Night Creatures (1962) aka Captain Clegg (as released in the UK)
Written By: Grave Reviews Staff
Director: Peter Graham Scott
Producer: John Temple-Smith
Screenwriter: Anthony Hinds
Date Released: June 13, 1962
Peter Cushing as Parson Blyss (also Captain Clegg)
Yvonne Romain as Imogene
Patrick Allen as Captain Collier
Oliver Reed as Harry
Michael Ripper as Mipps
David Lodge as Bosun
Rating = 3.5/5 Graves
***May contain some spoilers***
Night Creatures (1962) follows the daily lives of the people of a small village, Dymchurch on the Romney Marsh in England. There is said to be Marsh Phantoms at night which haunt the surrounding areas. The village is headed by Parson Blyss. One day, they are visited by the Royal Navy who is investigating potential smuggling of spirits within the village. With them, the Navy has a sailor who’s tongue was torn out and left for dead at an island under the command of Captain Nathaniel Clegg. Although Captain Clegg was said to be captured and hung by the Royal Navy, he may be closer than one thinks.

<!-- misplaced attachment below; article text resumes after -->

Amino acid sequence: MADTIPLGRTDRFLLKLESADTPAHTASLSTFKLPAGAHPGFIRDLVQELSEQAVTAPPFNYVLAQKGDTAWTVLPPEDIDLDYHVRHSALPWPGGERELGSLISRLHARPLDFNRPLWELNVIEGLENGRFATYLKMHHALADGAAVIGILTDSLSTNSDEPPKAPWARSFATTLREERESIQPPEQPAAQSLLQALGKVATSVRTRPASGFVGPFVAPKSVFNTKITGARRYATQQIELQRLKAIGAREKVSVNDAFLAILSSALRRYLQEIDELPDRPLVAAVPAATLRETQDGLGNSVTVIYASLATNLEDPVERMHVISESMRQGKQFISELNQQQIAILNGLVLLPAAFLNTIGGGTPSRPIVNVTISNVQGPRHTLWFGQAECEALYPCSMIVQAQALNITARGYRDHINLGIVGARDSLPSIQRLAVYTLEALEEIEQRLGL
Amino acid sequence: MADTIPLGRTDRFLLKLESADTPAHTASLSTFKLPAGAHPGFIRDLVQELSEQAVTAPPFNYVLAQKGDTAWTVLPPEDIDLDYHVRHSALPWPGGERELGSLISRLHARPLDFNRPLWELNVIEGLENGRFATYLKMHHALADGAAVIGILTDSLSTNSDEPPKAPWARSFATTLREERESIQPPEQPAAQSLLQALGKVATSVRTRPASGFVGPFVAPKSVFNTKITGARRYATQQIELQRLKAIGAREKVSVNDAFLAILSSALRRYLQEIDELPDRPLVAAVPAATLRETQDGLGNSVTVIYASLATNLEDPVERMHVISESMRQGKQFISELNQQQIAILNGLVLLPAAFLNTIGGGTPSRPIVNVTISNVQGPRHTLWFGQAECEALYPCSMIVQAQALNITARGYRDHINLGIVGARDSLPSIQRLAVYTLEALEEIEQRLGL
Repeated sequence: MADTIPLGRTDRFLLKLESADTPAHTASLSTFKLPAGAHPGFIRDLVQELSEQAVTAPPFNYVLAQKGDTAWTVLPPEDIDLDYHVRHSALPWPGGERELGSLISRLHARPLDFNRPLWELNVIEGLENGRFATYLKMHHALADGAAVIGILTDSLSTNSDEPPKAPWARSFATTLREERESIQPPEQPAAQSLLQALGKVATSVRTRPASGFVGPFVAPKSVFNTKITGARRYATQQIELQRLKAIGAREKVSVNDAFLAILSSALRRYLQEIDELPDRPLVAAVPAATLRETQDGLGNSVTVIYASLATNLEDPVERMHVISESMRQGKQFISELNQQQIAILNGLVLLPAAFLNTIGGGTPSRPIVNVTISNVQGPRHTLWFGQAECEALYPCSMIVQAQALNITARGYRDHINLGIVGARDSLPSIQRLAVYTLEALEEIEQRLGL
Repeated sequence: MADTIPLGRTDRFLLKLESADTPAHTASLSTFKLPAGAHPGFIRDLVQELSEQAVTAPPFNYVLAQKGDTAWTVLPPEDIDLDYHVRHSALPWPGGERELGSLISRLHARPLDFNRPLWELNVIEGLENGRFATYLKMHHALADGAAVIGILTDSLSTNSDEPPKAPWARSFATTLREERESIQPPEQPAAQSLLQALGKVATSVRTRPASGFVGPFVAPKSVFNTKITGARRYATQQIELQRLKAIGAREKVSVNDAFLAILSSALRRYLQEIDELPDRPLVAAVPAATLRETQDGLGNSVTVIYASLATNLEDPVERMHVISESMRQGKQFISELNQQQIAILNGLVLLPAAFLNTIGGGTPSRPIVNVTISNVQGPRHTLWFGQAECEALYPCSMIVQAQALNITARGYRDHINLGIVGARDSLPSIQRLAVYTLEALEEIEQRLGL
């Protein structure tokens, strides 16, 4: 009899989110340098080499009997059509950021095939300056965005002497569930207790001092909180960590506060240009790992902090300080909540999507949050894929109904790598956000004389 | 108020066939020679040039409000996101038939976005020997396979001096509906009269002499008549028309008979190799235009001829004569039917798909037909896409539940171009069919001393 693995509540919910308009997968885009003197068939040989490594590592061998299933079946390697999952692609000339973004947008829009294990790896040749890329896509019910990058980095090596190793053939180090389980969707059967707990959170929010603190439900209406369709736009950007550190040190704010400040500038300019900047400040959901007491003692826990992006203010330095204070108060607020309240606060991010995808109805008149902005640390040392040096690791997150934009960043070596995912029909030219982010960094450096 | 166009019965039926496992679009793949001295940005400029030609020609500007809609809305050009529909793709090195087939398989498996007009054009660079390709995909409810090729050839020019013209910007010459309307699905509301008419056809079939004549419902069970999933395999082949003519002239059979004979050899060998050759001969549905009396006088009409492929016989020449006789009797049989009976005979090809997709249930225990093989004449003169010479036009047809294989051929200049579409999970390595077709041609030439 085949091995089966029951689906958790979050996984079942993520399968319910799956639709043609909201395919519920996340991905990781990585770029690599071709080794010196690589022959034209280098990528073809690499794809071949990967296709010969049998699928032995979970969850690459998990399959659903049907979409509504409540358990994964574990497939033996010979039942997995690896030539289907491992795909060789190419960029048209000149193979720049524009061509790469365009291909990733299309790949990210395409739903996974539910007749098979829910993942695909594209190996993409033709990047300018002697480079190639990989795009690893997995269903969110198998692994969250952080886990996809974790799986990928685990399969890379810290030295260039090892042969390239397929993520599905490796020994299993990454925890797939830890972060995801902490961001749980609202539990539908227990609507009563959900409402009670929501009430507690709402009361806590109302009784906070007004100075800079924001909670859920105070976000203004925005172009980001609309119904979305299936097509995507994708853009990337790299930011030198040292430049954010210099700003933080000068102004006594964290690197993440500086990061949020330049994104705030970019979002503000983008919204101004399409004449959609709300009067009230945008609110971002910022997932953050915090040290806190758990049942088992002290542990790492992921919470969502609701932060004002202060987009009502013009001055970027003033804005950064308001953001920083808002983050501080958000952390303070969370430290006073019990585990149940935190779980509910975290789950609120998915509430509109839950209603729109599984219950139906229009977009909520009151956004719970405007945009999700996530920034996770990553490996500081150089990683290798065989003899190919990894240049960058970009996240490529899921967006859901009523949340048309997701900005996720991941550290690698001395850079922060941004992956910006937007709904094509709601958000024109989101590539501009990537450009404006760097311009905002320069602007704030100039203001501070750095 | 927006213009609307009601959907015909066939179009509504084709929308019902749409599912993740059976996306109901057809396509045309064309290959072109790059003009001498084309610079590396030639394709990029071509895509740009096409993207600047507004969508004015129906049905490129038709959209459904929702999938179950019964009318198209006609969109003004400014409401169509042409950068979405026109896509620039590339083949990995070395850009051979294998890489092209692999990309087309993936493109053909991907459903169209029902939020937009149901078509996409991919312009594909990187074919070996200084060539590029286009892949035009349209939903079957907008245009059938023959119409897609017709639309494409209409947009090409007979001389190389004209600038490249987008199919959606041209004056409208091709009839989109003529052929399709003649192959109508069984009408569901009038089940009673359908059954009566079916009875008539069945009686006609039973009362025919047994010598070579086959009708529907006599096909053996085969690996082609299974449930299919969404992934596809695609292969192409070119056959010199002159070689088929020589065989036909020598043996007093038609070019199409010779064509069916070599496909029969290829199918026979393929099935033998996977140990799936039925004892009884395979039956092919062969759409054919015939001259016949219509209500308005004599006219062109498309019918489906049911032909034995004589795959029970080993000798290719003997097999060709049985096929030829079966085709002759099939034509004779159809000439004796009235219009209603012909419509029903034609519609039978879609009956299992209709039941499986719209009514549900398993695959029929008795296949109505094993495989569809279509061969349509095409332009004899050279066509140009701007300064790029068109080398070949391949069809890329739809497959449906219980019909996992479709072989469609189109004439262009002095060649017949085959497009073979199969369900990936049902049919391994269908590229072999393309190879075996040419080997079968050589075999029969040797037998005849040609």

There is gore or blood in this film. However, there are some scenes that depict mild violence such as knife stabbing or gun shots.
The Grave Review
Night Creatures is classified as a horror film primarily because Hammer Productions, in part, produced the film with Major Productions. For those who are unaware, Hammer Productions produces majority horror films. Although the film does contain some horror elements and creates an eerie vibe using mist, cemeteries and other scary environments, Night Creatures is not entirely a horror film. The film arguably can also be classified as a thriller/mystery/drama in some ways because the story is more about the village people avoiding conflict with the Royal Navy rather than the presence of the Marsh Phantoms. That said, Night Creatures is well-done, and the storyline is well-executed incorporating witty dialogue and twists within the plot. Overall, Night Creatures (1962) is a fun watch.
For the foregoing reasons, Grave Reviews gives Night Creatures (1962) three and one-half graves out of five graves.
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